Source: International Herald Tribune
Wire Service: AP
GENEVA: Islamic countries pushed through a resolution at the U.N. Human Rights Council on Friday urging a global prohibition on the public defamation of religion — a response largely to the furor last year over caricatures published in a Danish newspaper of the Muslim Prophet Muhammad.
The statement proposed by the Organization of Islamic Conference addressed what it called a "campaign" against Muslim minorities and the Islamic religion around the world since the Sept. 11, 2001 terrorist attacks in the United States.
The resolution, which was opposed by European and a number of other non-Muslim countries, "expresses deep concern at attempts to identify Islam with terrorism, violence and human rights violations."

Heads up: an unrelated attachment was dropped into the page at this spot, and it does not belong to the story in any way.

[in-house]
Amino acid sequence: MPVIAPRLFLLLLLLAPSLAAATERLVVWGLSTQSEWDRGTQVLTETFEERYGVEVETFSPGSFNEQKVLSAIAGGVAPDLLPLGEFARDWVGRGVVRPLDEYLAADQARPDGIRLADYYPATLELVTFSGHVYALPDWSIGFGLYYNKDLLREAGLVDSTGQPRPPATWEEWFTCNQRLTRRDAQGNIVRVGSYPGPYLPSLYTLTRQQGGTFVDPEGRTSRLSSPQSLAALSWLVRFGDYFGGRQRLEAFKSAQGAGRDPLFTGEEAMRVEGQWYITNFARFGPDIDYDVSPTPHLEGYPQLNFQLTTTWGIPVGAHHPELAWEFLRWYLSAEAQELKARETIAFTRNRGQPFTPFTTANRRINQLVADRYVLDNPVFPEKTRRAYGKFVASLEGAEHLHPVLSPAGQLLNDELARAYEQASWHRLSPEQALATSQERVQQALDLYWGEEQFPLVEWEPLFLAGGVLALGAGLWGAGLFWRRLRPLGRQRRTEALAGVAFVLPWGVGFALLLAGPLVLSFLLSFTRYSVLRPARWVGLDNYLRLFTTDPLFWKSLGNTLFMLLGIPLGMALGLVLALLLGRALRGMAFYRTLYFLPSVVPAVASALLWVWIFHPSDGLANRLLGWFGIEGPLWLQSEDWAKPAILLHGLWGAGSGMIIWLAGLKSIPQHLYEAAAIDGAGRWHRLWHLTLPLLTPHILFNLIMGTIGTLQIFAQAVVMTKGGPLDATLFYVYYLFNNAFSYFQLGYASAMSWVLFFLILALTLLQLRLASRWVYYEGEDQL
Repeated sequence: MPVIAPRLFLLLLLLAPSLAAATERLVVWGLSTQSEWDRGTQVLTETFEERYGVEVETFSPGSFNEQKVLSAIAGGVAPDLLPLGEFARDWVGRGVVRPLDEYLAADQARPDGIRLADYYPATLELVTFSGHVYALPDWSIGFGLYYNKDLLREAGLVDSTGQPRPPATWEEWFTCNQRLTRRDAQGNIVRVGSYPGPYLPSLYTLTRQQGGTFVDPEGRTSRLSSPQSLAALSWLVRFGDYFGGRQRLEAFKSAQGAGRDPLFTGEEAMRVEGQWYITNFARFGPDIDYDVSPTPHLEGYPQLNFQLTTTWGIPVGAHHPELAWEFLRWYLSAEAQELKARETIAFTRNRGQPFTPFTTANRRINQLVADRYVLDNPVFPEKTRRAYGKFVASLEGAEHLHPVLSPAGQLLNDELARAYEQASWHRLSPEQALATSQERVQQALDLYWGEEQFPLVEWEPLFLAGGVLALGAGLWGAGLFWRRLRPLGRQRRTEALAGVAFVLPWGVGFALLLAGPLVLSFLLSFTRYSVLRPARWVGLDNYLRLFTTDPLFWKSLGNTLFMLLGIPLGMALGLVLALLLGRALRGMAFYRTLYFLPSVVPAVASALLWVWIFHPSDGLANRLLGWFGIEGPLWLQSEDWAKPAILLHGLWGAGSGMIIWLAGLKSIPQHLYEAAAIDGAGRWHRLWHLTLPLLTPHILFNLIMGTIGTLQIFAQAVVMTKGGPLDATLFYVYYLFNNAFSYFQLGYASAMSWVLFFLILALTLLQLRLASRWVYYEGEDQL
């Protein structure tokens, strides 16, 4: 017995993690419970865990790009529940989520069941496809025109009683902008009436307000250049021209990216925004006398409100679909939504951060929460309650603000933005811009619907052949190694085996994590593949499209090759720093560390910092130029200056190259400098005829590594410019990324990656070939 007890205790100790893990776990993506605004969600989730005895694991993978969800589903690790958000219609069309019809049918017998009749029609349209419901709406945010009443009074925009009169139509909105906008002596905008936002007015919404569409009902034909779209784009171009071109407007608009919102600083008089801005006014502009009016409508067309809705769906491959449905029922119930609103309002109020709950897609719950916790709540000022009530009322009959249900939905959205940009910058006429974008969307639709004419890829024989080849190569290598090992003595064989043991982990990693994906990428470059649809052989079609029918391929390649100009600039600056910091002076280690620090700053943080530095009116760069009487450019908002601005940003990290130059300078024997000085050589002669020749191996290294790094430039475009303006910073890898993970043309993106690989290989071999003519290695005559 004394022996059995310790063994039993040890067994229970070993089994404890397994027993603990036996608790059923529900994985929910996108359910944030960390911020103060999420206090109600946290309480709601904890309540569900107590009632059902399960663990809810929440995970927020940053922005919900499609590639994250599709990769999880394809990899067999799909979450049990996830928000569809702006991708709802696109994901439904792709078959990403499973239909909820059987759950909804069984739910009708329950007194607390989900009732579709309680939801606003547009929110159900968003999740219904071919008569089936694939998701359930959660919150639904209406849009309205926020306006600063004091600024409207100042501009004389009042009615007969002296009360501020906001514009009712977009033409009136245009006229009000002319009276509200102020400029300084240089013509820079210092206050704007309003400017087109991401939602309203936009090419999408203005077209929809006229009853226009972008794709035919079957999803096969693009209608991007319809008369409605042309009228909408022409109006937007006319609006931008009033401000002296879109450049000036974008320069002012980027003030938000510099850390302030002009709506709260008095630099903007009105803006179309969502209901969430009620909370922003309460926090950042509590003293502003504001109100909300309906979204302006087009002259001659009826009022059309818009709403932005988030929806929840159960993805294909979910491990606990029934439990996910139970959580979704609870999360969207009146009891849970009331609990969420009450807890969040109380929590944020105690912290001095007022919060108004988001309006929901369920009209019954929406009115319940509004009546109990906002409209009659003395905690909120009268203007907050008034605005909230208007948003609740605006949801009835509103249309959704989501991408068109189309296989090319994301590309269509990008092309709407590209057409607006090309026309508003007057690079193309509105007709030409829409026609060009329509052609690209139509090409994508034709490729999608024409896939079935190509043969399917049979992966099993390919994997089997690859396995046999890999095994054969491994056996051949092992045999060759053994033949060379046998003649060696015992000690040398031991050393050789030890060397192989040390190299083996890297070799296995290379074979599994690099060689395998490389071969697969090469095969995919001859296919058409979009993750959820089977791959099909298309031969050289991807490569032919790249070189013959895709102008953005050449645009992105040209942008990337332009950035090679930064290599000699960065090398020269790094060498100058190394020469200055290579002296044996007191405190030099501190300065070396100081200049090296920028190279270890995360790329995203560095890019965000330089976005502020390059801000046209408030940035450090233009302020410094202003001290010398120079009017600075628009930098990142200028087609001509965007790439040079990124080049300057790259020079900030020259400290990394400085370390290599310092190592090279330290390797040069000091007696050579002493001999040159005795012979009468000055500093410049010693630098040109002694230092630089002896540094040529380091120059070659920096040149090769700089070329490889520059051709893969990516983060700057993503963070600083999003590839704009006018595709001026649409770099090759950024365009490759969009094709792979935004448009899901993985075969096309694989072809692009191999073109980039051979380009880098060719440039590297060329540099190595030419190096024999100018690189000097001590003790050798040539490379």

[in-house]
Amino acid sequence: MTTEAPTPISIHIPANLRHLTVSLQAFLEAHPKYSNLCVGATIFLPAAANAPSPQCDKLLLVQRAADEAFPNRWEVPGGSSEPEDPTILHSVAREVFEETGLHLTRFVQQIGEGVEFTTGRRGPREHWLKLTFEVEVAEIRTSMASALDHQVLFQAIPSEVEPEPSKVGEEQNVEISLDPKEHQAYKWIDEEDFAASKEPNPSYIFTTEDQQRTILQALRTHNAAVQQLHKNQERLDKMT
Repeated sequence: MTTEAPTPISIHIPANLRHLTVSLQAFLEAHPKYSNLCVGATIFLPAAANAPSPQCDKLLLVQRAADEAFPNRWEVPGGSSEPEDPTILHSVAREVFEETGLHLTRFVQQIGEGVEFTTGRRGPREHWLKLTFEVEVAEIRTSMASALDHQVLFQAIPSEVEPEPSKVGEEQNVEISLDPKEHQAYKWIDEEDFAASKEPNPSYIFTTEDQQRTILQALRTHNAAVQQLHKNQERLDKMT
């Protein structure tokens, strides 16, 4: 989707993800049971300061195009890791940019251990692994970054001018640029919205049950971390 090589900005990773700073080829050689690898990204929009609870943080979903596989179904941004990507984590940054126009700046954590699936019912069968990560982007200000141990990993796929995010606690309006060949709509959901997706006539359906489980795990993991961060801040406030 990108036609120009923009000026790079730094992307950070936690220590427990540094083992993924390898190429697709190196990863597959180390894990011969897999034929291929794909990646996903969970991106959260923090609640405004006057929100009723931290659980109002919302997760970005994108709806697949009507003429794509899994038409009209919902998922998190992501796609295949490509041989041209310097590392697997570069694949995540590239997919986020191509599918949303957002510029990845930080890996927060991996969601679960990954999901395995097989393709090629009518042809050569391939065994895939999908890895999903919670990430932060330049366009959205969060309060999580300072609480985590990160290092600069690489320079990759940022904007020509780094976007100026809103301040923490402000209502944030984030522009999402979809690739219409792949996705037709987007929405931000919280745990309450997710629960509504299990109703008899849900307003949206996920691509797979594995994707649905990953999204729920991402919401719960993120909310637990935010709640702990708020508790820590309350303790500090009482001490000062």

It makes no mention of Buddhism, Christianity, Hinduism, Judaism or any other religion besides Islam, but urges countries "to take resolute action to prohibit the dissemination of racist and xenophobic ideas and material aimed at any religion or its followers that constitute incitement and religious hatred, hostility, or violence."